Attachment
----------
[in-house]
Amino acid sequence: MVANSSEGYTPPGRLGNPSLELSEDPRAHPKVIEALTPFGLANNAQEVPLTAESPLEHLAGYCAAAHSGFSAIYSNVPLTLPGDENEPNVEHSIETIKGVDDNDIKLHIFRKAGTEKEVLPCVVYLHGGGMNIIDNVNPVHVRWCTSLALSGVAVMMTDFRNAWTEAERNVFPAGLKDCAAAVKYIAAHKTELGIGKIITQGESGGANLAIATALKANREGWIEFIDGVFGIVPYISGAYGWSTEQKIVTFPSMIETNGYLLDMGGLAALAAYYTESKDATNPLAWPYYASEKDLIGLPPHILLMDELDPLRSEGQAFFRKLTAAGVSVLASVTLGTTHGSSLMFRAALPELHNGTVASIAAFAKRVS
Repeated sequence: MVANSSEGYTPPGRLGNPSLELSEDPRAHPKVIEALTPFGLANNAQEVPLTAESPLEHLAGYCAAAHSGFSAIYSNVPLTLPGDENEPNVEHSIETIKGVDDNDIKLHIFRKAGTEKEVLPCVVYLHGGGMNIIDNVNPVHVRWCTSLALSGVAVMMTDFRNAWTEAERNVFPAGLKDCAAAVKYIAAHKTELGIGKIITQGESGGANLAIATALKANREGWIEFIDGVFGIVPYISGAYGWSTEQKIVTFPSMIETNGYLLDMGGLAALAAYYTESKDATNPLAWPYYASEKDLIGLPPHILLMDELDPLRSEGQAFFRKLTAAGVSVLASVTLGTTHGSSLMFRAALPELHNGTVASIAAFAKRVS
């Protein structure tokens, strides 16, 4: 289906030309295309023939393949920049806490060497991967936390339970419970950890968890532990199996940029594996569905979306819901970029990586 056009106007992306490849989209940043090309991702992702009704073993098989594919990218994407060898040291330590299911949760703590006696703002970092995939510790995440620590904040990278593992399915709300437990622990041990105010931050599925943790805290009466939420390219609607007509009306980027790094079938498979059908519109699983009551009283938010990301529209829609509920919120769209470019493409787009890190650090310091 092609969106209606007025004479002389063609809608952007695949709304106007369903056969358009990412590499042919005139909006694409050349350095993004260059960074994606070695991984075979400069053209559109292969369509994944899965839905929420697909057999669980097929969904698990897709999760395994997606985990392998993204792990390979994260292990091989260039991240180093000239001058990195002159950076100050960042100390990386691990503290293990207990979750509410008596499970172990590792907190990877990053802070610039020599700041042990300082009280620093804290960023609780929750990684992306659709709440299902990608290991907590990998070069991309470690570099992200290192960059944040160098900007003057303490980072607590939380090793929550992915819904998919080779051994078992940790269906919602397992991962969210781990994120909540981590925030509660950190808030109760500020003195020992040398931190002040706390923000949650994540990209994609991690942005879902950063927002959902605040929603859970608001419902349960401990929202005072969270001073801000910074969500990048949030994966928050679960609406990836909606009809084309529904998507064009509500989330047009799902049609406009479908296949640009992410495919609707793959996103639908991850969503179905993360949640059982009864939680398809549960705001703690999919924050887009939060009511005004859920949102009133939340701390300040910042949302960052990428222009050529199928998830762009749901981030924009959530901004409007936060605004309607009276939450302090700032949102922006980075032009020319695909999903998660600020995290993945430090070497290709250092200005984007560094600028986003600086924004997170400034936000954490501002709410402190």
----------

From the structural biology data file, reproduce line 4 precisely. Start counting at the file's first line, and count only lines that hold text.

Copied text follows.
């Protein structure tokens, strides 16, 4: 289906030309295309023939393949920049806490060497991967936390339970419970950890968890532990199996940029594996569905979306819901970029990586 056009106007992306490849989209940043090309991702992702009704073993098989594919990218994407060898040291330590299911949760703590006696703002970092995939510790995440620590904040990278593992399915709300437990622990041990105010931050599925943790805290009466939420390219609607007509009306980027790094079938498979059908519109699983009551009283938010990301529209829609509920919120769209470019493409787009890190650090310091 092609969106209606007025004479002389063609809608952007695949709304106007369903056969358009990412590499042919005139909006694409050349350095993004260059960074994606070695991984075979400069053209559109292969369509994944899965839905929420697909057999669980097929969904698990897709999760395994997606985990392998993204792990390979994260292990091989260039991240180093000239001058990195002159950076100050960042100390990386691990503290293990207990979750509410008596499970172990590792907190990877990053802070610039020599700041042990300082009280620093804290960023609780929750990684992306659709709440299902990608290991907590990998070069991309470690570099992200290192960059944040160098900007003057303490980072607590939380090793929550992915819904998919080779051994078992940790269906919602397992991962969210781990994120909540981590925030509660950190808030109760500020003195020992040398931190002040706390923000949650994540990209994609991690942005879902950063927002959902605040929603859970608001419902349960401990929202005072969270001073801000910074969500990048949030994966928050679960609406990836909606009809084309529904998507064009509500989330047009799902049609406009479908296949640009992410495919609707793959996103639908991850969503179905993360949640059982009864939680398809549960705001703690999919924050887009939060009511005004859920949102009133939340701390300040910042949302960052990428222009050529199928998830762009749901981030924009959530901004409007936060605004309607009276939450302090700032949102922006980075032009020319695909999903998660600020995290993945430090070497290709250092200005984007560094600028986003600086924004997170400034936000954490501002709410402190």